Should more Alaskan parkland be opened to hunters?

By , Ted Stevens, Republican from Alaska, is a member of the US Senate.

Under the Alaska National Interest Lands Conservation Act (ANILCA), enacted in late 1980, more than 22 million acres of new national park lands in Alaska, an area larger than the State of Indiana, are open only to subsistence hunting. Before the lands act, this land had been open to all hunters without harm to wildlife populations.

ANILCA's sweeping restriction of hunting was not the product of a political consensus in Congress. In fact, a majority of the Senate voted at one point during the Alaska lands debate to keep much more land open to hunting than ANILCA, but procedural constraints precluded amending ANILCA to match the Senate majority's decision. As a result, there was no compromise in the Senate on hunting, and the legitimate concerns of non-subsistence hunters were not addressed by the Congress in its consideration of ANILCA.

Earlier this year Sen. Frank Murkowski and I introduced S. 49, which would restore access for all hunters to 12 million acres in Alaska by redesignating some lands in the new national parks as national park preserves.

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In addition to redressing the wrong done non-subsistence hunters in 1980, S. 49 would facilitate the conservation of Alaska's wildlife. The International Association of Fish and Wildlife Agencies, an organization of fish and wildlife officials from all 50 states, has endorsed our legislation. The association recognizes properly managed hunting as an effective wildlife conservation tool; hunting plays an important role in the Alaska Department of Fish and Game's highly-regarded wildlife conservation program.

When federal land is open to hunting, all hunters should have the opportunity to hunt, subject to the requirements of proper wildlife management and the needs of other users of the land. Under ANILCA, however, only rural Alaskan hunters can qualify for subsistence status despite the fact that many urban hunters depend on hunting to supplement their families' food supply. S. 49 would correct this inequity.

The integrity of the National Park System is not threatened by S. 49. The bill would take no land out of the System. Congress used the park preserve designation in the Alaska Lands Act to deal with Alaska's special needs while remaining within the national park concept. S. 49 does not expand the use of the park preserve designation beyond the context of Alaska's unique situation. It would in no way affect national parks in the lower 48 or pre-1978 national parks in Alaska.

The park preserves designated by S. 49 would be managed, as are all national parks and national park preserves in Alaska, by the National Park Service, subject to all the use restrictions that apply to all Alaska national park lands except hunting. No mineral exploration and extraction, timber harvesting, or other commercial resource development is permitted in national park preserves in Alaska. Senator Murkowski and I have pledged to prevent amendments to ANILCA during the present Congress that would lift these restrictions.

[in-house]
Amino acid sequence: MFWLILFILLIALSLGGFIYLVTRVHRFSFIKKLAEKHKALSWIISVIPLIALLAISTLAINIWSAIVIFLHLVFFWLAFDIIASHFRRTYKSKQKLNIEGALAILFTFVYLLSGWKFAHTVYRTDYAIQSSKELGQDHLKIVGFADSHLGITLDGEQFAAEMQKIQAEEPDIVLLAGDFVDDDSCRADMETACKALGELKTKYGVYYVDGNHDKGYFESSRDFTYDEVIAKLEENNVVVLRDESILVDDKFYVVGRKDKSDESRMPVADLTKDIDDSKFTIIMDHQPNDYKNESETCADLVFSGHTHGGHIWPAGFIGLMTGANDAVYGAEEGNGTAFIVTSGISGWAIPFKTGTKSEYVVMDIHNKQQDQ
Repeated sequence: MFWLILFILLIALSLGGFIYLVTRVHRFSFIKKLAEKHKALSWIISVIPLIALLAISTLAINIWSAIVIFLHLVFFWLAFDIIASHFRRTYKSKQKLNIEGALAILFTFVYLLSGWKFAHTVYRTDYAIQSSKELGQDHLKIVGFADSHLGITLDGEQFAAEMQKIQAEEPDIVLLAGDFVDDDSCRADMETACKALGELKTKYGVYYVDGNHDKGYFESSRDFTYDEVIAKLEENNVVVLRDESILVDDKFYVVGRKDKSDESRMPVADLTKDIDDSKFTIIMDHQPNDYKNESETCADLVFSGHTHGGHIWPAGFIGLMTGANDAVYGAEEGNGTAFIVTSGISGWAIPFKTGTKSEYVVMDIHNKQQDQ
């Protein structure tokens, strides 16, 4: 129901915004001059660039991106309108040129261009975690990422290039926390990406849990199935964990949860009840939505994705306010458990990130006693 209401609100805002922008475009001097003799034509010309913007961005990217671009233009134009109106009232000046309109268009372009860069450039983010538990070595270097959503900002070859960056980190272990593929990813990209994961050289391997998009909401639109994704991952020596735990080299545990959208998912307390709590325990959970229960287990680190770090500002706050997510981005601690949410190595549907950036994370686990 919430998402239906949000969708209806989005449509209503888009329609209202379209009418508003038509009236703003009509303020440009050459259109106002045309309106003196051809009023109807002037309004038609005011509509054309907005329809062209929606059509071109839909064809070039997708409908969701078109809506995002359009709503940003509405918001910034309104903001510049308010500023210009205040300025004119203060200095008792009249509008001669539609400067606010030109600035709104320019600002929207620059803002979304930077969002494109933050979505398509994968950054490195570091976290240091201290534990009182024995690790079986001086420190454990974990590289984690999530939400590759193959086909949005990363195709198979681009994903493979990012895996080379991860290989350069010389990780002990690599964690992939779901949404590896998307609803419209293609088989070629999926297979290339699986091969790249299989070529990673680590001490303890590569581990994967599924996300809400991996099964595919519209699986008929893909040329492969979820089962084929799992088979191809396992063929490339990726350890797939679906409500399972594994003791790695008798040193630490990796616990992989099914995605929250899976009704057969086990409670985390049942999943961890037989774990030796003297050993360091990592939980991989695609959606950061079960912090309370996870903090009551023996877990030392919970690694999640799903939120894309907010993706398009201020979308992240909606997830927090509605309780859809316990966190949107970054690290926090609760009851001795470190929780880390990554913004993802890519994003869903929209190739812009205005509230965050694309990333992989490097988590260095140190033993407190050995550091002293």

S. 49 would not seriously interfere with nonhunting recreational uses of Alaska's national parks. First, most of the areas included in the bill are miles away from present and planned recreational sites in the park complexes and are little visited by backpackers. In fact some of the areas are so inaccessible or of such minimal scenic value that the ban on hunting excludes the only recreational users who would visit these areas: hunters. Second, most hunting in Alaska takes place in the fall after nonhunting recreational use of the park areas has peaked.

Some argue that since the National Park System units in Alaska occupy only around 9 percent of the state's surface area, expansion of the park preserves is unnecessary. This argument is incorrect. Obviously, the millions of acres of glaciers, and mountain peaks in Alaska offer few hunting opportunities. In addition, much of the big game habitat that is open to hunting is of low-quality or is virtually inaccessible. Despite arguments to the contrary, the fact remains that ANILCA closed some of the finest, accessible hunting lands in Alaska, previously used only by non-subsistence hunters, to the only people who had enjoyed them. The vast majority of these excluded non-subsistence hunters are Alaskan residents, not wealthy out-of-state residents.

S. 49 responds to the hunters who were discriminated against in 1980. It would facilitate the conservation and preservation of Alaska's wildlife and correct a serious inequity between rural and urban hunters without jeopardizing the wildlife, scenic, and nonhunting recreational values of Alaska's national park complexes. Even after passage of S. 49, more than 20 million acres of national park lands would remain closed to hunting. This is an area greater than all of the national park lands in the rest of the US combined.

Simple justice leads to the conclusion that federal land which is open to hunting by some Americans should be open to all Americans.

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